The Last Days Of Frankie The Fly

  • 1996
  • Movie
  • R
  • Crime, Drama

Dennis Hopper stars in this ridiculous crime yarn, playing a mob henchman who wants a little respect, even if it means turning against his bosses. Premiering on HBO (and later released direct to home video), the film is a dreary, uninspired entry in the long list of intentionally "quirky" crime films financed in the wake of Quentin Tarantino's success. Frankie...read more

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Dennis Hopper stars in this ridiculous crime yarn, playing a mob henchman who wants a little respect, even if it means turning against his bosses. Premiering on HBO (and later released direct to home video), the film is a dreary, uninspired entry in the long list of intentionally

"quirky" crime films financed in the wake of Quentin Tarantino's success.

Frankie (Dennis Hopper) is a low-level flunky for mobster Sal (Michael Madsen). Visiting the syndicate's X-rated studio, he deals with debt-ridden porno director Joey (Kiefer Sutherland), as well as recently drug-free actress Margaret (Daryl Hannah), of whom Frankie is fond. Despite Joey's

gambling debts to Sal, Frankie agrees to make a bet for him, but only if he's allowed to use Joey's facilities to make a (non-porn) movie starring Margaret. Frankie is late to the race track and misses placing the bet. When Joey's pick wins the race, Frankie has to borrow money from Sal to pay him

off. Graced with bad luck, Frankie agrees to make an even bigger, second bet for Joey, only to get a flat tire on the way to the track. When Sal learns of Joey's recent winnings, he puts out one of Joey's eyes, gets the unwilling Margaret high, and sexually abuses her in front of Frankie. Soon

afterward, Frankie finds Margaret back on drugs and turning tricks on the street.

Deciding to kill Sal, Frankie admits to Joey that he actually made the second bet and has $143,000 in winnings. Luring Sal to a secluded destination, Frankie causes him to fall into a makeshift grave; Frankie then finds the nerve to fatally shoot him. Afterward, Frankie begins directing his movie,

only to be shot by Sal's buddy, Vic (Dayton Callie); it's presumed that the shooting was fatal. A cleaned-up Margaret receives a package containing Frankie's leftover money. In a sudden twist, Vic pulls the wounded-but-still-alive Frankie from his car's trunk and dumps him off at the train station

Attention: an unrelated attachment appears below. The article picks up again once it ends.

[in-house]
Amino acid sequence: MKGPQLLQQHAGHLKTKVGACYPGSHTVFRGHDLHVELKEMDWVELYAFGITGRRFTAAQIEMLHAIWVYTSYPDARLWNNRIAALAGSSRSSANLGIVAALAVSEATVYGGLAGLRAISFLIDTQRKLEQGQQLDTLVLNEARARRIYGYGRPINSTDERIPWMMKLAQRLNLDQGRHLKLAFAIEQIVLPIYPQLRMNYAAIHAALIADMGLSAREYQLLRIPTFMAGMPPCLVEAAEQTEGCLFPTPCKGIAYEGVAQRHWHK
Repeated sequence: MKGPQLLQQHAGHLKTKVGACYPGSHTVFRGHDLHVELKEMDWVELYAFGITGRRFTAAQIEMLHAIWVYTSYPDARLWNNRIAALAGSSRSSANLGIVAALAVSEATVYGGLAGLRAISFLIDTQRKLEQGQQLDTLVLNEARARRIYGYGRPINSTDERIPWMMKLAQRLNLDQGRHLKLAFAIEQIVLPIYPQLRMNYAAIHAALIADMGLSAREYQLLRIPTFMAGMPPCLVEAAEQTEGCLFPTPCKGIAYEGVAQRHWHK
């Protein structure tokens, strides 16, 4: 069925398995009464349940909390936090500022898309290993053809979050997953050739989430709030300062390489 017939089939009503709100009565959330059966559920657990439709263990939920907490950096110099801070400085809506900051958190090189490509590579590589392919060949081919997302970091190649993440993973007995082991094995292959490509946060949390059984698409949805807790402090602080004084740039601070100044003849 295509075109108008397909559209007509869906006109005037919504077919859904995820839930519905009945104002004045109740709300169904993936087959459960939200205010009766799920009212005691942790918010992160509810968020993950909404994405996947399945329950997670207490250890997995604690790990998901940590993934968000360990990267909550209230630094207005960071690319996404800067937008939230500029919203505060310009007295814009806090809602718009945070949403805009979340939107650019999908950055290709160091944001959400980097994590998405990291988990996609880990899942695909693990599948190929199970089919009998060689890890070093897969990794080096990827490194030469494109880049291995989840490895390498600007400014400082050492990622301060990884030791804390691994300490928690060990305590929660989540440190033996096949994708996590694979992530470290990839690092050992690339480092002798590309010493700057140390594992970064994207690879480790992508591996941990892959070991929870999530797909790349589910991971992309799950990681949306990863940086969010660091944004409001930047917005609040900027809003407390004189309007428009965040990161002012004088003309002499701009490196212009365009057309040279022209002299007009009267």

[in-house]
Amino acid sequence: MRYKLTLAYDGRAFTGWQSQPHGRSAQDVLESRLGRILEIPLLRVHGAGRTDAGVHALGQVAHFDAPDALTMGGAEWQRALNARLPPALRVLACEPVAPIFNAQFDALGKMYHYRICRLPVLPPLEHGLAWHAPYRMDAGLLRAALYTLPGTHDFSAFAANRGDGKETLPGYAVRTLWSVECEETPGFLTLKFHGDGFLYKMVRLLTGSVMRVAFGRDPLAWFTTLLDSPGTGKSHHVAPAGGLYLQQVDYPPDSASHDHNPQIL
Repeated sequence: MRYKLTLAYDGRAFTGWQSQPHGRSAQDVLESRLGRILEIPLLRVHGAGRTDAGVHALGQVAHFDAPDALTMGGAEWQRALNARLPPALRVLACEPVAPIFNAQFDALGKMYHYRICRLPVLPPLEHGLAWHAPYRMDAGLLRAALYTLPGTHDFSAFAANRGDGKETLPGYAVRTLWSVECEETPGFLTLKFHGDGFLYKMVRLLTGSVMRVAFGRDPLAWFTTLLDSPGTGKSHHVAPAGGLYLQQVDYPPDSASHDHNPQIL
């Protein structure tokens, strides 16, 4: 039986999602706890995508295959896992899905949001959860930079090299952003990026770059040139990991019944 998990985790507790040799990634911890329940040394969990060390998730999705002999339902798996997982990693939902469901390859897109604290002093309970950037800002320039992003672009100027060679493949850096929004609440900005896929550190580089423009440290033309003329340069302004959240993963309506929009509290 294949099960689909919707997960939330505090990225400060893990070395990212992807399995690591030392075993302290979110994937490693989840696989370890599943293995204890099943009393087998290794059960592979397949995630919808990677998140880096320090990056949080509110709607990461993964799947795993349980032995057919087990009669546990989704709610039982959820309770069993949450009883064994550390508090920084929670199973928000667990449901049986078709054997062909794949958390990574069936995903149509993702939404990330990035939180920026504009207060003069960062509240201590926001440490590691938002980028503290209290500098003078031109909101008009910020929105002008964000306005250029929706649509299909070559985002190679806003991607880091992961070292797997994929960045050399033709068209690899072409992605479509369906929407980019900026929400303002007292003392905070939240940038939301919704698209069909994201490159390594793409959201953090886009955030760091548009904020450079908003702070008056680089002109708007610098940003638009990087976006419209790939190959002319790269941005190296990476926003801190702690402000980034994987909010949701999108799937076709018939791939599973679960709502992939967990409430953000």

to head for parts unknown.

Straining credibility at every possible turn and overflowing with arch, unbelievable performances, you can chalk this up as another in the long list of 1990s we're-so-cool crime movies in which murders are accompanied by cool old tunes, the lead drives a cool vintage convertible, and everyone has

affected, over-written dialogue. Still, the film is so bland and convoluted that one can't imagine what drew the actors to this project (outside of a paycheck, that is). Everyone involved seems to be on auto-pilot. Hopper is merely marking time, playing a character so slow-witted that you wonder

how he has survived for as long as he has; Madsen plays a hot-headed hood for the umpteenth time; and although Hannah looks appropriately haggard as the bottom-rung porno actress, you tend to forget if she's simply playing a wooden actress or actually is one. Director Peter Markle brings little

style to the film, with the only truly amusing moments centering around the troubled adult-film shoots. At one point, a character reflects on Frankie's harebrained scheme by proclaiming "This is fuckin' stupid." In the wake of this film's wasted opportunities, it's certain viewers will understand

exactly how he feels. (Violence, nudity, sexual situations, substance abuse, profanity.)

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  • Released: 1996
  • Rating: R
  • Review: Dennis Hopper stars in this ridiculous crime yarn, playing a mob henchman who wants a little respect, even if it means turning against his bosses. Premiering on HBO (and later released direct to home video), the film is a dreary, uninspired entry in the lo… (more)

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